What did Kiera Zappacosta want to be when she grew up? Certainly not a dentist! Fast forward and Kiera is now one of the first rural First Nations students in Charles Sturt University’s Bachelor of Dental Science in Orange. And she’s looking to tackle barriers in First Nations health.
Starting out in the industry
Kiera’s journey to uni wasn’t the easiest. As a child, she moved around a lot with her family. At 13 years old, Kiera left the nest to attend Yanco Agricultural Boarding School – more than six hours from home. There, she became the first in her family to complete her high school certificate.
Kiera was unsure of her next step after high school.
“I had multiple gap years after high school and no direction during this time. I moved around a lot and couldn’t commit to a job or degree.”
Despite having no previous experience, Kiera landed herself a job as a dental assistant. This was her turning point. She quickly fell in love with the dental industry and wanted to dedicate herself to caring for people.
“I got a lucky break as a dental assistant – having absolutely no experience. I loved it and it was the longest job I’ve held.”
Her co-workers’ belief in her was the boost Kiera needed to climb even higher. Her next pursuit was a role as a specialised dental assistant.
“They were all really supportive and encouraging. I was so inspired and realised that I found my niche. I decided I wanted to be providing the care instead of just assisting.”
Providing quality care to regional communities
After providing dental assistance in small regional NSW towns, Kiera noticed these communities had limited access to quality rural heath services.
“Travelling more than 200 kilometres to see the nearest doctor, dentist or specialist had become the norm in these small communities.”
This experience was Kiera’s catalyst to pursue dentistry at Charles Sturt.
“My hope is to work in a small town to ease the burden of having to travel such long distances for basic healthcare by providing quality care closer to home.”
Support from Charles Sturt’s First Nations team
“I didn’t have the best ATAR so when I didn’t receive an offer to study a Bachelor of Oral Health (Therapy and Hygiene) at Charles Sturt I applied for the Bachelor of General Science and selected oral health subjects to show I was capable.”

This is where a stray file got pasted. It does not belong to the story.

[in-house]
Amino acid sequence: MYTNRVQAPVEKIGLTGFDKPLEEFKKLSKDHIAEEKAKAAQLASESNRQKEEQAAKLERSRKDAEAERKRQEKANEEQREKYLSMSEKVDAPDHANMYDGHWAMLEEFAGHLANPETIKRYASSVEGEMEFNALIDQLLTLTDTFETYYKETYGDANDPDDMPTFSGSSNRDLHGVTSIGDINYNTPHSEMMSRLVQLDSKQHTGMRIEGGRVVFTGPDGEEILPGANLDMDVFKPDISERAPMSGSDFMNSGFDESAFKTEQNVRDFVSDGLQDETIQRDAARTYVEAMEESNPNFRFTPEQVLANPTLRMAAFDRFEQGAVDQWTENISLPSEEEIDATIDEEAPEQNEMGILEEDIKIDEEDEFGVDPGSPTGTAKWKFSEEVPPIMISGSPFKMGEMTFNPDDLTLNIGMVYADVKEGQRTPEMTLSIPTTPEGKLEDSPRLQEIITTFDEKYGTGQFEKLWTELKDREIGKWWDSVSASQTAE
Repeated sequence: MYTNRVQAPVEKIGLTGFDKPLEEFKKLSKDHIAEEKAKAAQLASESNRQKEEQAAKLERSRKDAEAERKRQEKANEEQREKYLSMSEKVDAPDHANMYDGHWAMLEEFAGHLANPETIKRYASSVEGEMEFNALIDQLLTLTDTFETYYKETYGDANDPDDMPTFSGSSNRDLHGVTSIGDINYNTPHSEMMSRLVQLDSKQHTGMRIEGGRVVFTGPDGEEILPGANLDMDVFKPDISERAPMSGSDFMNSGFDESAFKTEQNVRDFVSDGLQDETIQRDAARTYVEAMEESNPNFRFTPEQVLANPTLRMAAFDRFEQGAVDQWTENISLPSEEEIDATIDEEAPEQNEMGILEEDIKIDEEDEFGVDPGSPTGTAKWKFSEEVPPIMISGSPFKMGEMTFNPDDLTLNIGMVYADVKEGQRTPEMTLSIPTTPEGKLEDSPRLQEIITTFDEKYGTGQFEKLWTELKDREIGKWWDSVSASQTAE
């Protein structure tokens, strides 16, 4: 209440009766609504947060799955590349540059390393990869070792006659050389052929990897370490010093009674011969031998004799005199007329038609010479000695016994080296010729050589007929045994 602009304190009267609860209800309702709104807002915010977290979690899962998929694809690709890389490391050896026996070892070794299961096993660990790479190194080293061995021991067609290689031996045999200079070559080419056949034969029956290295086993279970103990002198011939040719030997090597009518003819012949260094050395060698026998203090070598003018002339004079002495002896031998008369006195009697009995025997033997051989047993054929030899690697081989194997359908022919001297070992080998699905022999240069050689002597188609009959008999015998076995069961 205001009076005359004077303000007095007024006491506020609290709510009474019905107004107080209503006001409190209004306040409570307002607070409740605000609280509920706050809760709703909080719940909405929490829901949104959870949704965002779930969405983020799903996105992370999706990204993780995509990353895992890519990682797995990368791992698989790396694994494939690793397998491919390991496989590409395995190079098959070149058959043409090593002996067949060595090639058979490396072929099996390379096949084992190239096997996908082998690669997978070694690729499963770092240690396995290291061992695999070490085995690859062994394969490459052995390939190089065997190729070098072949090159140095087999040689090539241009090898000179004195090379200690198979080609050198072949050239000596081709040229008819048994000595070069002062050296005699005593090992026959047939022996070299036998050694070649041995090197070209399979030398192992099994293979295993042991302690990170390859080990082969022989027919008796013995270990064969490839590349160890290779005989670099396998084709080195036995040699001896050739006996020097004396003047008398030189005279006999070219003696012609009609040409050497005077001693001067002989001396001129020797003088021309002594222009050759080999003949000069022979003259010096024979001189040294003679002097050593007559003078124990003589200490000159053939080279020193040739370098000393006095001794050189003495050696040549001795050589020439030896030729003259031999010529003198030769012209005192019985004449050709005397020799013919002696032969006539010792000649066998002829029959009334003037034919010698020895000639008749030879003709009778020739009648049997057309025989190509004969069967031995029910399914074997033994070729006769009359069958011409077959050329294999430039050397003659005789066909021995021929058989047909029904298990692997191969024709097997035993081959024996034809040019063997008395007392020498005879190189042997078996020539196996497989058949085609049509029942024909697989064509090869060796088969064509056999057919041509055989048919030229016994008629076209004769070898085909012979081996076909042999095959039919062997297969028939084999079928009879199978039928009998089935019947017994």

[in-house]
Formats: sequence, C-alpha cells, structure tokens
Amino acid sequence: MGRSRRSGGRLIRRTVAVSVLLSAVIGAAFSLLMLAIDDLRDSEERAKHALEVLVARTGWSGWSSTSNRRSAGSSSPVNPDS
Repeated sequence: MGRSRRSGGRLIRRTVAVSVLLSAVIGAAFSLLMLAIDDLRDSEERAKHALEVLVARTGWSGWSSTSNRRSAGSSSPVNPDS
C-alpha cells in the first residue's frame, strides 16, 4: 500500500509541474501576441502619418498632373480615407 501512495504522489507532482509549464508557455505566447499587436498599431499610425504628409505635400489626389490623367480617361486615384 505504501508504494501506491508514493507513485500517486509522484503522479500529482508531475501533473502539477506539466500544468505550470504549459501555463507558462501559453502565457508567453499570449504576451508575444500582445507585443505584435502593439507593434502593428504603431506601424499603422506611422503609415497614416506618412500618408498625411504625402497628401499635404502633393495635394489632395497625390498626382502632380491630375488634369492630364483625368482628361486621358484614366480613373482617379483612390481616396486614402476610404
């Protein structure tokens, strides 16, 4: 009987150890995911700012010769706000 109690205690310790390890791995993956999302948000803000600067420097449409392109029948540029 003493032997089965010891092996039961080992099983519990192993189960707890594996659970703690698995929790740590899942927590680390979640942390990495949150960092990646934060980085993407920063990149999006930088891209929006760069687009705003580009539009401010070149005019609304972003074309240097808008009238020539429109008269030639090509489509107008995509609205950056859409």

Kiera worked hard and reapplied the following year.
“I took a breath and applied again for the Bachelor of Dental Science. And this time I got in!”
Kiera credits Charles Sturt’s First Nations student support team for playing an important role in achieving her academic milestones.
Tackling First Nations health challenges
Course director and senior lecturer in biomedical science, Dr Jennifer Cox congratulated Kiera for becoming one of the first, First Nations students to study dentistry at Charles Sturt.
“Kiera’s journey is one that should be commended. She has carved out her own path and overcome any self-doubt she may have had regarding her academic ability and suitability to become a dentist.
“Being able to offer dentistry as a First Nations woman will go a long way for instilling confidence in local First Nations communities when it comes to culturally appropriate dental care.”
As Wiradjuri woman, Kiera understands the importance of having access to culturally appropriate healthcare.
“Oral health plays such an important role in the overall health of the body. I hope to use that knowledge to improve the oral health of First Nations communities by encouraging and educating residents on how to better manage their oral health.”
Making a difference at Charles Sturt
Ready to pursue your dream career? A degree from Charles Sturt will help you get started. If you want to make a difference in dentistry, explore our dentistry and oral health degrees.
If you identify as First Nations, Indigenous, Aboriginal and/or as Torres Strait Islander, our First Nations student connect can help you with all aspects of their academic journey, as well as social, cultural and personal support.